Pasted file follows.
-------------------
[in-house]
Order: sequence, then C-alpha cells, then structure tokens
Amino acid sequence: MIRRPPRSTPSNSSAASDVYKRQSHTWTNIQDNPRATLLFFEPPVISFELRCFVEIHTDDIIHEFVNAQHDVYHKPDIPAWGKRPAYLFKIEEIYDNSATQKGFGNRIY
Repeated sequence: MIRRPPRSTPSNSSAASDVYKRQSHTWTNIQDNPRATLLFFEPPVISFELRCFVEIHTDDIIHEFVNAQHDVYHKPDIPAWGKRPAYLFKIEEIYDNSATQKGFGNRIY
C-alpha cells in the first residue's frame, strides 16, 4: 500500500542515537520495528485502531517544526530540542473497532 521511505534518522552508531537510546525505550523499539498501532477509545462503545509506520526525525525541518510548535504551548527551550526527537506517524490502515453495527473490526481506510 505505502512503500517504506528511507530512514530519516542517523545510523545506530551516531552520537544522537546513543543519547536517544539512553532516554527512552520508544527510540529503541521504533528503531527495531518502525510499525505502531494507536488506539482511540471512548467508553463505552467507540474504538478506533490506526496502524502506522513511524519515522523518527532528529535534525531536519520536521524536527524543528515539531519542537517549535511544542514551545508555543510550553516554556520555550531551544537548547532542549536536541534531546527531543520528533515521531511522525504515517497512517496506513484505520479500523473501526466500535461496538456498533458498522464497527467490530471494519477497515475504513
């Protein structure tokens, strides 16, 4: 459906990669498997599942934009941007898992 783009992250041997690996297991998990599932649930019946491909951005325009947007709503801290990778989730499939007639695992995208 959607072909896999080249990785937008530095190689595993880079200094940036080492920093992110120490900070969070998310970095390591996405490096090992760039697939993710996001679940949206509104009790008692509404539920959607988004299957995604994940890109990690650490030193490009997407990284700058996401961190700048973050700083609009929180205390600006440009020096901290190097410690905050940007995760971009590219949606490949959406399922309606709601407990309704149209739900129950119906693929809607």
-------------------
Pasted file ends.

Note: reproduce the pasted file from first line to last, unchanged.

[in-house]
Order: sequence, then C-alpha cells, then structure tokens
Amino acid sequence: MIRRPPRSTPSNSSAASDVYKRQSHTWTNIQDNPRATLLFFEPPVISFELRCFVEIHTDDIIHEFVNAQHDVYHKPDIPAWGKRPAYLFKIEEIYDNSATQKGFGNRIY
Repeated sequence: MIRRPPRSTPSNSSAASDVYKRQSHTWTNIQDNPRATLLFFEPPVISFELRCFVEIHTDDIIHEFVNAQHDVYHKPDIPAWGKRPAYLFKIEEIYDNSATQKGFGNRIY
C-alpha cells in the first residue's frame, strides 16, 4: 500500500542515537520495528485502531517544526530540542473497532 521511505534518522552508531537510546525505550523499539498501532477509545462503545509506520526525525525541518510548535504551548527551550526527537506517524490502515453495527473490526481506510 505505502512503500517504506528511507530512514530519516542517523545510523545506530551516531552520537544522537546513543543519547536517544539512553532516554527512552520508544527510540529503541521504533528503531527495531518502525510499525505502531494507536488506539482511540471512548467508553463505552467507540474504538478506533490506526496502524502506522513511524519515522523518527532528529535534525531536519520536521524536527524543528515539531519542537517549535511544542514551545508555543510550553516554556520555550531551544537548547532542549536536541534531546527531543520528533515521531511522525504515517497512517496506513484505520479500523473501526466500535461496538456498533458498522464497527467490530471494519477497515475504513
């Protein structure tokens, strides 16, 4: 459906990669498997599942934009941007898992 783009992250041997690996297991998990599932649930019946491909951005325009947007709503801290990778989730499939007639695992995208 959607072909896999080249990785937008530095190689595993880079200094940036080492920093992110120490900070969070998310970095390591996405490096090992760039697939993710996001679940949206509104009790008692509404539920959607988004299957995604994940890109990690650490030193490009997407990284700058996401961190700048973050700083609009929180205390600006440009020096901290190097410690905050940007995760971009590219949606490949959406399922309606709601407990309704149209739900129950119906693929809607």